Before I can kick back and relax I have to study for a Chapter eight test that has way too many characters involved. They smudge together taking on new forms and wrong meanings. I finally learned the sentence format for “because” and “therefore” and now feel that I can really get away with anything. 

I also have the temptation of a kobo nearby so I could disappear into a book and never come back. I tried my hand at reading children’s books in Chinese and it’s pretty hard. I also think I might have made the small children jealous by hogging all their books.

I have to say I’m very surprised at all the second hand bookstores I've been seeing in Taipei. I think it’s a great idea to have so much knowledge accessible and the prices are really good. I remember I once bought Schindler’s List at a garage sale for $1 and I didn't know whether to be thrilled or horrified that such a great piece of literature, based on a true story, could be gained for so little.

As always my expectations were blown away by the discovery of a 24-HR bookstore. Before you think I am the ultimate geek know that it was described by the Taipei Times as being an “emporium of literature, fashion and intellectual style” often more pumping then the average Taipei discoTaiwanese people love to read, and why not at 3AM if you are having troubles sleeping? I am going to have to go see for myself but I do have some reservations. I don’t particularly like to envision stepping over sleeping bodies to find a nook too call my own.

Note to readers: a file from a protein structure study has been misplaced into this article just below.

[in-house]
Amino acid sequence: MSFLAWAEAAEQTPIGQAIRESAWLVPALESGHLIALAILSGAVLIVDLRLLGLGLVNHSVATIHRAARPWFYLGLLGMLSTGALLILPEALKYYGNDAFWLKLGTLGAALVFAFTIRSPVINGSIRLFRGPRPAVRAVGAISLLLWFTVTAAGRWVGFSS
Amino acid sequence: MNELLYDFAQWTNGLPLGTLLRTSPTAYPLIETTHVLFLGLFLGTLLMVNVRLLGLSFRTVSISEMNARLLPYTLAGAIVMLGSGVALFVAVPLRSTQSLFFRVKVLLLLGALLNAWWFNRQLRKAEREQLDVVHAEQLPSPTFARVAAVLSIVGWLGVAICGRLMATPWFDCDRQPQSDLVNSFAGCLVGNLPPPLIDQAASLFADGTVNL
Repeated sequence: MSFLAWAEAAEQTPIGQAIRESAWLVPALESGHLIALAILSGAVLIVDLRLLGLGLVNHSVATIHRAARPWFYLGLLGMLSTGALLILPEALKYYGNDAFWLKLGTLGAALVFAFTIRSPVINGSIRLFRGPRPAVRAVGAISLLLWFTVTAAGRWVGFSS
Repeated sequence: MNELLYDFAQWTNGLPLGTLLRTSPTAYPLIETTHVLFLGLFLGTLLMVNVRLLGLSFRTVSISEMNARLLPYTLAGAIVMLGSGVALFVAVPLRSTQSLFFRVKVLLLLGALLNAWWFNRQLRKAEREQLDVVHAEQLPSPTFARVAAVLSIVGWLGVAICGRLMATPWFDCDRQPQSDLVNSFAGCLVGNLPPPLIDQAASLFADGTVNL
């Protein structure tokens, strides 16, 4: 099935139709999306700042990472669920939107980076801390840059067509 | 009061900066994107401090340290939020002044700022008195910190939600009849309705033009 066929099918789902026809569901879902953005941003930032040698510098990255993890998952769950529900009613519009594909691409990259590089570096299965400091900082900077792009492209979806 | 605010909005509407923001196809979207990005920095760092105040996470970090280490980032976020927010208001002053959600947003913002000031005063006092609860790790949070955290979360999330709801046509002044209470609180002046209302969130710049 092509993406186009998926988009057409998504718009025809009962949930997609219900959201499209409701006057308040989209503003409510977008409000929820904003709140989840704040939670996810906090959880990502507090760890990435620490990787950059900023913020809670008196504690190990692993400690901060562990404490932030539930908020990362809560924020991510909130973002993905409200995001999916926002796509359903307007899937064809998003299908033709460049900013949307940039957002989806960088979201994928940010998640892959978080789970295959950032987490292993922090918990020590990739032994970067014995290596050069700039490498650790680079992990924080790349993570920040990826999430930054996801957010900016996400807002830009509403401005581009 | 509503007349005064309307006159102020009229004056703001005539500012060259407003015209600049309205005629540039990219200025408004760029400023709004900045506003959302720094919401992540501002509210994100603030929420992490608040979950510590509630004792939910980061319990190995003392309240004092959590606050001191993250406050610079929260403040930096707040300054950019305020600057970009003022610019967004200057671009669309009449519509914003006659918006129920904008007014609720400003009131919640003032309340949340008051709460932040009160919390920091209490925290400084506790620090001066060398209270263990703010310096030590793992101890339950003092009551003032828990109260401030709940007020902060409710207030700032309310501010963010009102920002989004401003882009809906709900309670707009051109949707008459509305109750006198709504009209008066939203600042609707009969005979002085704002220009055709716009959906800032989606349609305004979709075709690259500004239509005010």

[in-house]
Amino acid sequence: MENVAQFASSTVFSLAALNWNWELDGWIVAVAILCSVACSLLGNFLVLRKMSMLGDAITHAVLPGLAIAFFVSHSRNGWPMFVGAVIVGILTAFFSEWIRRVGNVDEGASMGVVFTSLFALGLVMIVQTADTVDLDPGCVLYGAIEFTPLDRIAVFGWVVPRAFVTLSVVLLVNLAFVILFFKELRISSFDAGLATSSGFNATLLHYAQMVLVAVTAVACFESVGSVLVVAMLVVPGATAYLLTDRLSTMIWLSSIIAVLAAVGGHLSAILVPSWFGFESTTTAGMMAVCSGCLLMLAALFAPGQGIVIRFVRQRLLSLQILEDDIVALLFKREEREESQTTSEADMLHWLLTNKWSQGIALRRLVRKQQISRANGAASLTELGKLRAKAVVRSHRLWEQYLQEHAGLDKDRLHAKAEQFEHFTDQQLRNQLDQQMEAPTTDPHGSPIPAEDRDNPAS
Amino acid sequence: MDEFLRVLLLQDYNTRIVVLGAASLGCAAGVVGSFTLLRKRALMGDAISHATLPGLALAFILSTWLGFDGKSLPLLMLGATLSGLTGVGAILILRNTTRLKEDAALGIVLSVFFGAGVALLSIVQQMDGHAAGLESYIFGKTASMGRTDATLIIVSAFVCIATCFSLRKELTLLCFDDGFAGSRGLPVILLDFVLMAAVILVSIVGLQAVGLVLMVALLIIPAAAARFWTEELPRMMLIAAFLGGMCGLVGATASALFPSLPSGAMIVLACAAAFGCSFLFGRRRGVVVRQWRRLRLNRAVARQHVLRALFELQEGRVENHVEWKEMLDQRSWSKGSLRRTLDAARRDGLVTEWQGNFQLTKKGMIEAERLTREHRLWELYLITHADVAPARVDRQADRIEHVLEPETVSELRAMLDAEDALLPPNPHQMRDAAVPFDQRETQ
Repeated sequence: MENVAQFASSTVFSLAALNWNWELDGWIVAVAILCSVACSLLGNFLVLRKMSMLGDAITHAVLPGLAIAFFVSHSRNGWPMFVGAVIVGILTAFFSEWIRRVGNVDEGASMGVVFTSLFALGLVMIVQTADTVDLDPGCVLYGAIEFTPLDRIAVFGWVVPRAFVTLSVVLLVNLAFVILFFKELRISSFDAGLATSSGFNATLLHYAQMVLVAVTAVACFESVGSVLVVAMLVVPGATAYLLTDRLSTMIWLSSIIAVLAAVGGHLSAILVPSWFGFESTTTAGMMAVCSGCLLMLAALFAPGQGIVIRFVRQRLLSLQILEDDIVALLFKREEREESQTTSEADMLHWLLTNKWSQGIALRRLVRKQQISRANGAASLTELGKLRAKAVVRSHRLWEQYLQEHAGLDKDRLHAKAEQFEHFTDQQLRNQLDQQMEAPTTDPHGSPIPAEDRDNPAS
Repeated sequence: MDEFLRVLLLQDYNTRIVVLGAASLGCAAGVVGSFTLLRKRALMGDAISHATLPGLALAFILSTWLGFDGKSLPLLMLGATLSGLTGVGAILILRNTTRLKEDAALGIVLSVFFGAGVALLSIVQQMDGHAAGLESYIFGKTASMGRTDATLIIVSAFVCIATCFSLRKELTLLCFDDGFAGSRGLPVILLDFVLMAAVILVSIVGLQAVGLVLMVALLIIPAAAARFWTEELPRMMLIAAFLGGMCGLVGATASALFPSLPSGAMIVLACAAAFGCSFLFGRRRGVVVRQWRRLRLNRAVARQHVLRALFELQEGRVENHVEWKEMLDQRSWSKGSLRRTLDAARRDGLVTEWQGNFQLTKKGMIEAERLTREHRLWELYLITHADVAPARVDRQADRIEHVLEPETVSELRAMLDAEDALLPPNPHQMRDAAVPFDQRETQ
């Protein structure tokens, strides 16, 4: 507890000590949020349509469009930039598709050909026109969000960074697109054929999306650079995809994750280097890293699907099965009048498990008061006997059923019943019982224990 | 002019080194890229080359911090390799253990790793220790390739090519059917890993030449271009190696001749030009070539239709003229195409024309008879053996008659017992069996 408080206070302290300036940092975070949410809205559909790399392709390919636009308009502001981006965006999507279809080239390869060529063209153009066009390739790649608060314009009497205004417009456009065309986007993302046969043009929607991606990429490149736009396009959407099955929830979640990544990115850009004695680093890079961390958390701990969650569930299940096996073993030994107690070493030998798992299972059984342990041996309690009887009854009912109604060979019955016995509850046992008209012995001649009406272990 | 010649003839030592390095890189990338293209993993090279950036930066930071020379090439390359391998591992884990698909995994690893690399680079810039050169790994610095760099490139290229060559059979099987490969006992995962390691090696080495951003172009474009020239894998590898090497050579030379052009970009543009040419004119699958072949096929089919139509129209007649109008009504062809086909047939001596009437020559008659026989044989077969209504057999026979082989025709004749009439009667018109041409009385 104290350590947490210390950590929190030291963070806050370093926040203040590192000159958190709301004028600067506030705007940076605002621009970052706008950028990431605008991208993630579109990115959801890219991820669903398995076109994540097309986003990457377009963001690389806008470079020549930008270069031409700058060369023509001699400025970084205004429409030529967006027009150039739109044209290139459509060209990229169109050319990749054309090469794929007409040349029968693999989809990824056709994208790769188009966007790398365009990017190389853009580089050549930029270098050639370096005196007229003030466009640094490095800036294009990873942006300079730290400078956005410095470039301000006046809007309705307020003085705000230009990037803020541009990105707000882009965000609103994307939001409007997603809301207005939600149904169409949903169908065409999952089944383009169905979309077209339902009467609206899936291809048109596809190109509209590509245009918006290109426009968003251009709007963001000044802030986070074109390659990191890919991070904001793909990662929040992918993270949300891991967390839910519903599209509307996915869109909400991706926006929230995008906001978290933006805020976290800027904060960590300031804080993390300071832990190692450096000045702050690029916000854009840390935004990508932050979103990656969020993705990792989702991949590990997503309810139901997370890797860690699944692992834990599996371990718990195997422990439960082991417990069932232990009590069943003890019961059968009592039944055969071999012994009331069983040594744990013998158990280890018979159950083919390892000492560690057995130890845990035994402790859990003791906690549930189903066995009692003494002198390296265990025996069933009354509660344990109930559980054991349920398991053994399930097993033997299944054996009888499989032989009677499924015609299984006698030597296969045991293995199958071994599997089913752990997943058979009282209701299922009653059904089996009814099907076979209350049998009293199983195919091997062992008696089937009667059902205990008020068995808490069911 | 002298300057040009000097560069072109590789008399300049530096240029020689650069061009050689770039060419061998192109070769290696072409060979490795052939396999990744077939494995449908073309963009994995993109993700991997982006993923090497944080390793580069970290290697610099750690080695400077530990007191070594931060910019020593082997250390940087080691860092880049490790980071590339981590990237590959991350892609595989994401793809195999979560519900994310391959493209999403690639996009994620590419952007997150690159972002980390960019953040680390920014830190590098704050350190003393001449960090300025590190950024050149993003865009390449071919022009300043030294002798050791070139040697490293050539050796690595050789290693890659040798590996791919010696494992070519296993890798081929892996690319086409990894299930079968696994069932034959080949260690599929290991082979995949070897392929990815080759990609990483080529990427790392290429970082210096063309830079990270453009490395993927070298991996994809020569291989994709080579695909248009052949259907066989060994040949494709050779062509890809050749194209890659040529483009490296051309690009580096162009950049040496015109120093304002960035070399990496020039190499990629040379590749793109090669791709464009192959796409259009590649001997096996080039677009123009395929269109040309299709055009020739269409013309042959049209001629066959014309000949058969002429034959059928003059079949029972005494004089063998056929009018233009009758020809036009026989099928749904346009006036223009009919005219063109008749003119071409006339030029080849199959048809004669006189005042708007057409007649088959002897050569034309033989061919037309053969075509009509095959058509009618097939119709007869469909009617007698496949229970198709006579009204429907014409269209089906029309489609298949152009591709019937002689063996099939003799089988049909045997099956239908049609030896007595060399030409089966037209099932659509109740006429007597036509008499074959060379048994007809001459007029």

Being a traveler it’s annoying having to haul your favorite novels around. I know that’s why they invented the e-readers, but I am still a bit of a traditionalist. I prefer paperbacks where the spine is soft and the book practically flips open by itself. I once had a book where some of the pages where printed with the ends stuck together so I literally had to take a knife and separate them individually. It was a bit strange, and felt a little like desecration, but made it into a page-turner! (do I get points for puns?).

Basically there is nothing better than a good book. In all its many forms, and languages, reading is a universal trait. I sometimes wish there were more hours in a day, or years in a lifetime, to make-up for the reading yet to be done.     

Wednesday, 15 August 2012

Experimentation

Today I had the new experience of being a test subject for investigating linguistic sequencing in the brain; simply put I was a glorified lab rat.  I got to wear this intensely cool cap that had a whole bunch of wires coming out from it.  The fancy name for what they were doing is called an electroencephalography (EEG), a neurological test that measures and records electrical activity in the brain. This wasn't just any brain though it was my brain.